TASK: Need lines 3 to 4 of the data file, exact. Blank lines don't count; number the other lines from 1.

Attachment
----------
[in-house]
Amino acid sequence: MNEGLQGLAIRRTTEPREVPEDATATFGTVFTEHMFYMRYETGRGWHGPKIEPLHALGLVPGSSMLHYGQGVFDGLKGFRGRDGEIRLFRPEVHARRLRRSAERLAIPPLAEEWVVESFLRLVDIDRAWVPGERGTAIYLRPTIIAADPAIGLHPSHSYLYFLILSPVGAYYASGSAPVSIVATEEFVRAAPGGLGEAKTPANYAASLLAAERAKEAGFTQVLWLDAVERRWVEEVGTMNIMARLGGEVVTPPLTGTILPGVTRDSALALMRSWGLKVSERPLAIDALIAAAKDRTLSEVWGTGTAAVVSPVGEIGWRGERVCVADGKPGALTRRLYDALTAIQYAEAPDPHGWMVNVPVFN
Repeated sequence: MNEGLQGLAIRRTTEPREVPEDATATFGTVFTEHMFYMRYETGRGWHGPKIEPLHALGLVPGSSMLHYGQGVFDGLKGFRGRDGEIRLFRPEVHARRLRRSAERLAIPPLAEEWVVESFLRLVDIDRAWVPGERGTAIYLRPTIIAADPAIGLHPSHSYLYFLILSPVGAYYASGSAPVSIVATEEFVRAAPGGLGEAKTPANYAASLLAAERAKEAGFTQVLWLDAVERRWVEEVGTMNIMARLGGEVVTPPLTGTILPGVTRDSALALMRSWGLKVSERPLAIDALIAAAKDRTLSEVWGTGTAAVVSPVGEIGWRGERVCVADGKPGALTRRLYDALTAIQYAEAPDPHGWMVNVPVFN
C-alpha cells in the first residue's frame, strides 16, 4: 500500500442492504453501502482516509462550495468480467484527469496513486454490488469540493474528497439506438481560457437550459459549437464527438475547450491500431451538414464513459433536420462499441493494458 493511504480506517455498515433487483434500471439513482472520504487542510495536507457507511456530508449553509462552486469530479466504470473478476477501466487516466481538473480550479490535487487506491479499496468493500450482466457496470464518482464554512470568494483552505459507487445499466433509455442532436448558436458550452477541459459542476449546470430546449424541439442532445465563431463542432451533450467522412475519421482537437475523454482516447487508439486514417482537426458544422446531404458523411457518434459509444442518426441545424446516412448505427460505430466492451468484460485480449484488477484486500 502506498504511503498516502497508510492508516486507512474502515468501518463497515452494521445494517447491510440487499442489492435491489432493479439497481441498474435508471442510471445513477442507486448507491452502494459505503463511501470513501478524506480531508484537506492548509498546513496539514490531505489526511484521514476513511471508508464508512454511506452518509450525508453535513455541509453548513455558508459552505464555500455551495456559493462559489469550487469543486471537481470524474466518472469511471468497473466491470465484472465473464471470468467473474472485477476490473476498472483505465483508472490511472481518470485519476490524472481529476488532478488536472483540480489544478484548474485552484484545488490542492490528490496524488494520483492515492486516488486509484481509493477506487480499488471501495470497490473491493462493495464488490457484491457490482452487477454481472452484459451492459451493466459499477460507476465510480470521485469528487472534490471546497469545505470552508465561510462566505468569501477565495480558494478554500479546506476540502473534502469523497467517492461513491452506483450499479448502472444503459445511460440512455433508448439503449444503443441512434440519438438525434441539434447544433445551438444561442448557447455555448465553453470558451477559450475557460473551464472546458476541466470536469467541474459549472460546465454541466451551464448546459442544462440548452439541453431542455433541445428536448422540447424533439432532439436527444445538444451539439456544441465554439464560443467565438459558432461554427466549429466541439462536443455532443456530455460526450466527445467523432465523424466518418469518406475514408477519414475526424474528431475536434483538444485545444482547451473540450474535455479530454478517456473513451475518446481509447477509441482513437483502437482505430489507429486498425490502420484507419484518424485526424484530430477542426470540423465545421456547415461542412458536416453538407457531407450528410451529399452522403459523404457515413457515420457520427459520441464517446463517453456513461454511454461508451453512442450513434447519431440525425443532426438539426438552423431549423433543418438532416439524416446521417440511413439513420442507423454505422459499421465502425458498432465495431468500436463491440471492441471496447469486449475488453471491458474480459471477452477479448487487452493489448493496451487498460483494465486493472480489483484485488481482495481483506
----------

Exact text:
Repeated sequence: MNEGLQGLAIRRTTEPREVPEDATATFGTVFTEHMFYMRYETGRGWHGPKIEPLHALGLVPGSSMLHYGQGVFDGLKGFRGRDGEIRLFRPEVHARRLRRSAERLAIPPLAEEWVVESFLRLVDIDRAWVPGERGTAIYLRPTIIAADPAIGLHPSHSYLYFLILSPVGAYYASGSAPVSIVATEEFVRAAPGGLGEAKTPANYAASLLAAERAKEAGFTQVLWLDAVERRWVEEVGTMNIMARLGGEVVTPPLTGTILPGVTRDSALALMRSWGLKVSERPLAIDALIAAAKDRTLSEVWGTGTAAVVSPVGEIGWRGERVCVADGKPGALTRRLYDALTAIQYAEAPDPHGWMVNVPVFN
C-alpha cells in the first residue's frame, strides 16, 4: 500500500442492504453501502482516509462550495468480467484527469496513486454490488469540493474528497439506438481560457437550459459549437464527438475547450491500431451538414464513459433536420462499441493494458 493511504480506517455498515433487483434500471439513482472520504487542510495536507457507511456530508449553509462552486469530479466504470473478476477501466487516466481538473480550479490535487487506491479499496468493500450482466457496470464518482464554512470568494483552505459507487445499466433509455442532436448558436458550452477541459459542476449546470430546449424541439442532445465563431463542432451533450467522412475519421482537437475523454482516447487508439486514417482537426458544422446531404458523411457518434459509444442518426441545424446516412448505427460505430466492451468484460485480449484488477484486500 502506498504511503498516502497508510492508516486507512474502515468501518463497515452494521445494517447491510440487499442489492435491489432493479439497481441498474435508471442510471445513477442507486448507491452502494459505503463511501470513501478524506480531508484537506492548509498546513496539514490531505489526511484521514476513511471508508464508512454511506452518509450525508453535513455541509453548513455558508459552505464555500455551495456559493462559489469550487469543486471537481470524474466518472469511471468497473466491470465484472465473464471470468467473474472485477476490473476498472483505465483508472490511472481518470485519476490524472481529476488532478488536472483540480489544478484548474485552484484545488490542492490528490496524488494520483492515492486516488486509484481509493477506487480499488471501495470497490473491493462493495464488490457484491457490482452487477454481472452484459451492459451493466459499477460507476465510480470521485469528487472534490471546497469545505470552508465561510462566505468569501477565495480558494478554500479546506476540502473534502469523497467517492461513491452506483450499479448502472444503459445511460440512455433508448439503449444503443441512434440519438438525434441539434447544433445551438444561442448557447455555448465553453470558451477559450475557460473551464472546458476541466470536469467541474459549472460546465454541466451551464448546459442544462440548452439541453431542455433541445428536448422540447424533439432532439436527444445538444451539439456544441465554439464560443467565438459558432461554427466549429466541439462536443455532443456530455460526450466527445467523432465523424466518418469518406475514408477519414475526424474528431475536434483538444485545444482547451473540450474535455479530454478517456473513451475518446481509447477509441482513437483502437482505430489507429486498425490502420484507419484518424485526424484530430477542426470540423465545421456547415461542412458536416453538407457531407450528410451529399452522403459523404457515413457515420457520427459520441464517446463517453456513461454511454461508451453512442450513434447519431440525425443532426438539426438552423431549423433543418438532416439524416446521417440511413439513420442507423454505422459499421465502425458498432465495431468500436463491440471492441471496447469486449475488453471491458474480459471477452477479448487487452493489448493496451487498460483494465486493472480489483484485488481482495481483506